After the first night Francesca (bless her) says "Mary I think I have made a mistake..." after the little ones refuse to put them down, and there is already a delightful scattering of rabbit poo and urine decorating the living room and adorning the once white sofas... However her fear is short-lived, as another fear is realized... The rabbits are transferred to a rabbit house outside for the night; now I had my apprehensions, with Lola sitting very eagerly by the house, and pacing around like a hyena as we walked away... In the morning the screams of Elena and Francesca when they went to check on the rabbits before school could only mean one thing... that my apprehensions of the rabbits being outside were founded. And that is the end of that chapter. I feel terrible for the children, and even worse for feeling slightly relieved that there is one less thing to worry about...


These last 2 weeks, have definitely not been easy by any stretch of the imagination, but nor have I hated it, or for one second questioned what I am doing here. Just as much as it has been a lot of work, it has been a lot of fun and very (dare I say it for fear of sounding cheesey?)... rewarding. It is a far-cry from Croatia, and even further from my working life in London; yet I couldn't be happier.


Small successes:

Restaurants and Recipes: I told Elena and Francesco that we would make breakfast on Sunday for everyone and make it like a restaurant. So on the Friday night before, we made menus, and named our restaurant. Then on the Sunday, Franci and I cooked pancakes, while Elena took the orders - they had a choice of 3 toppings: strawberries and cream, butter and maple syrup or nutella! The children loved it, and I had so much fun doing it with them, and being from a restaurant background I couldn't help but try and instill a sense of pride in food and service. We have since started a recipe book, where we are going to write down all recipes we make, every week it will be a new desert and something else; so far we have pancakes, tiramisu, cheesecake and cupcakes added to it.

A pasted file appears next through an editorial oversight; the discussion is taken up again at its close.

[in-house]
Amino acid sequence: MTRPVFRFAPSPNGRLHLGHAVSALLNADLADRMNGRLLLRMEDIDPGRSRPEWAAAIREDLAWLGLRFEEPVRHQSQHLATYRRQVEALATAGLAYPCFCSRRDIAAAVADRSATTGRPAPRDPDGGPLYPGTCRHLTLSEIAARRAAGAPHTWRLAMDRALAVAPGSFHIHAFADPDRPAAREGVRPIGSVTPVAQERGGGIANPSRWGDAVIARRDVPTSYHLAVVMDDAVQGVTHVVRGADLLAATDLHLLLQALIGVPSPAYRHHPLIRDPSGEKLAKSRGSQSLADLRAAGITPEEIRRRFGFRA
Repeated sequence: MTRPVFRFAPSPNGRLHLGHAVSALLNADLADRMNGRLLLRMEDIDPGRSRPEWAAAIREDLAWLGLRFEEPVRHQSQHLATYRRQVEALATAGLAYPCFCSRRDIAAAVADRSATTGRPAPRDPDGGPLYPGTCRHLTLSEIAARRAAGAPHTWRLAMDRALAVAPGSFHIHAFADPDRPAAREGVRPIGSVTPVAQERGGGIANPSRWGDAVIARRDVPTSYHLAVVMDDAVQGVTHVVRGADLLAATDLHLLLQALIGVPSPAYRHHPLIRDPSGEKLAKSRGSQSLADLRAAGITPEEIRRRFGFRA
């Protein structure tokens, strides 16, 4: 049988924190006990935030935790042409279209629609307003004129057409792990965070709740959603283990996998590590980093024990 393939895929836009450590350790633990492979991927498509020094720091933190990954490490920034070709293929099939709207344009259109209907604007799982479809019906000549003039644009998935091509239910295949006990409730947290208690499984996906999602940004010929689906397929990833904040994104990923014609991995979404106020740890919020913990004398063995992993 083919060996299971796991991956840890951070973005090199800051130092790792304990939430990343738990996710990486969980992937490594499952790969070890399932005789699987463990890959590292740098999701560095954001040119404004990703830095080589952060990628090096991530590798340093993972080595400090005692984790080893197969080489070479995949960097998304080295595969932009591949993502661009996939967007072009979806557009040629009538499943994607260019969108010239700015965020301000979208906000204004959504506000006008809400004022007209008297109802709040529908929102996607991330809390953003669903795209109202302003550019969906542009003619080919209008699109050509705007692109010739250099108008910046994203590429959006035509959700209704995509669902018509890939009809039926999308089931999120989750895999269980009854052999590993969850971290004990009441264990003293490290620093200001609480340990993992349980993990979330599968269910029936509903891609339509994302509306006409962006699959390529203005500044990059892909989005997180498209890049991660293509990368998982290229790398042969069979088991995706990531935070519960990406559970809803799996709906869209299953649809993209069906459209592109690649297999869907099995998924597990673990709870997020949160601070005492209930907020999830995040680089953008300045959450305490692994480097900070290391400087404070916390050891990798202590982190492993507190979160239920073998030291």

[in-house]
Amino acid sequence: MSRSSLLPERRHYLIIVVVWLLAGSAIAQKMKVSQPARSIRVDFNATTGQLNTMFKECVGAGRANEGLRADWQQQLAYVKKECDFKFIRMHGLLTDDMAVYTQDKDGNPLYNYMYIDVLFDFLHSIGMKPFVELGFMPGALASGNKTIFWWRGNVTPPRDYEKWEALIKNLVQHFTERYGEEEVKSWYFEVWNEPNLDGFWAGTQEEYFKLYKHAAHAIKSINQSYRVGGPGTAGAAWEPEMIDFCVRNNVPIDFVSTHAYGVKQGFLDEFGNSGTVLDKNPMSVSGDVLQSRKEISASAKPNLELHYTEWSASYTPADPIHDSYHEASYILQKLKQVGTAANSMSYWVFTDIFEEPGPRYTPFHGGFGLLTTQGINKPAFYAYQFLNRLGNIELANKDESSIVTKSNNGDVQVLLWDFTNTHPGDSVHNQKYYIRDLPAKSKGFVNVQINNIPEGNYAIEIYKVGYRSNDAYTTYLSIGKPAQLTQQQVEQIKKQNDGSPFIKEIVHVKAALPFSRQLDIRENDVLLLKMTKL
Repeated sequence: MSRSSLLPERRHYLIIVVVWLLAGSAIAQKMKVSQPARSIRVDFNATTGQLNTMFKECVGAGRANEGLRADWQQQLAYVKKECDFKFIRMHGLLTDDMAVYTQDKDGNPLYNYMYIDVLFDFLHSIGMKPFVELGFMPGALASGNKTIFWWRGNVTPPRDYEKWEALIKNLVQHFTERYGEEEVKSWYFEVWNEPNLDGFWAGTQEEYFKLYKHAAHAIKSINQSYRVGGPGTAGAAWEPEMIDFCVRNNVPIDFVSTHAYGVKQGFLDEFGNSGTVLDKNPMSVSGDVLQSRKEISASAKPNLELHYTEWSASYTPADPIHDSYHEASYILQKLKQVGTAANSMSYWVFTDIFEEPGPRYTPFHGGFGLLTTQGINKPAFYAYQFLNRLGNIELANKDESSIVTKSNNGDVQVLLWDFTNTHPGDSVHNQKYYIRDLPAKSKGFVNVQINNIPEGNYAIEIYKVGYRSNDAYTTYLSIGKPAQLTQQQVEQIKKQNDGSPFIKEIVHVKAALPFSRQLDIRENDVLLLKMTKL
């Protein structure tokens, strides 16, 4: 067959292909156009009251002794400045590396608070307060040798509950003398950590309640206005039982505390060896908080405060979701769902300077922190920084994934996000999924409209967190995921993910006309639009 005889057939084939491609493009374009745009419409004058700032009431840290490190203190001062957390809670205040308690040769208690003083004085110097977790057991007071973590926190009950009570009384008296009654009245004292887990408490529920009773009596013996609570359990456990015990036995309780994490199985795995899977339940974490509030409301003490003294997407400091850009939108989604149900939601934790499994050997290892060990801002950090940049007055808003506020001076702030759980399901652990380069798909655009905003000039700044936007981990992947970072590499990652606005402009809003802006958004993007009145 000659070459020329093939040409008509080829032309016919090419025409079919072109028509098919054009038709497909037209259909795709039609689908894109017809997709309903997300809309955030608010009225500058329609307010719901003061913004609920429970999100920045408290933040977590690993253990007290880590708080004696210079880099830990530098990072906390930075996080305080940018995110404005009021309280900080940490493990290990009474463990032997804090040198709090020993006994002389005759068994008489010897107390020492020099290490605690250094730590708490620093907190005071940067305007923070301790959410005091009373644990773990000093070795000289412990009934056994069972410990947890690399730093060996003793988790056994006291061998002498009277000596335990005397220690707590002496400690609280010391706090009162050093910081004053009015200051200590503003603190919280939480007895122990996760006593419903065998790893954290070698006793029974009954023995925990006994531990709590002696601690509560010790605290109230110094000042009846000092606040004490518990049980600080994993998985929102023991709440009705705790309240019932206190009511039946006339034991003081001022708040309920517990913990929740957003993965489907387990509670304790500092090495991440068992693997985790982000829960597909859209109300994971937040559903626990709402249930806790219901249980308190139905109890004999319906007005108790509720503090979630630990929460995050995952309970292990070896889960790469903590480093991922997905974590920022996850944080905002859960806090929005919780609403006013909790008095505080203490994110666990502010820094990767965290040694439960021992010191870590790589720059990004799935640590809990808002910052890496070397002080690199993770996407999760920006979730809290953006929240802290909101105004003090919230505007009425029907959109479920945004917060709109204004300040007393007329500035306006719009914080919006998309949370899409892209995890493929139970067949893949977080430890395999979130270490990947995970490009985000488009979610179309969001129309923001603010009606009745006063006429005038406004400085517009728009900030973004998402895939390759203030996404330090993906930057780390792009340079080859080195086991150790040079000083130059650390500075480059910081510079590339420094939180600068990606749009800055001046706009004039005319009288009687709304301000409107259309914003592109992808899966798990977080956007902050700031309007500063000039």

Cooking: In my normal life - well what society considers 'normal', when I was part of the rat-race working 50+ hours a week; I love food, but never really had the chance to cook much as there was always something on at night, or a new restaurant to try; and don't even dream of me baking! But I have the time here, and it turns out that cooking makes me very happy. Making cupcakes for the first time was a huge success for me; then on top of this in the weekend I had to  cook as Ruan was away. We had the children's Nonna and Uncle here too, now you try and tell me that cooking pasta for a family of Italians isn't a daunting thing... but they said it was great, and seemed to love my cupcakes and cheesecake too. Success!! (I don't think any of my friends could picture me in this environment)


Friday dates: As the week is very much focused around the little ones and Franci, Friday is my day with Elena. Now Elena is a gorgeous, talented wee girl, who is very polite, grounded and patient considering the hectic environment she lives in with all of the little ones - who take up majority of the attention and energy of the grown-ups.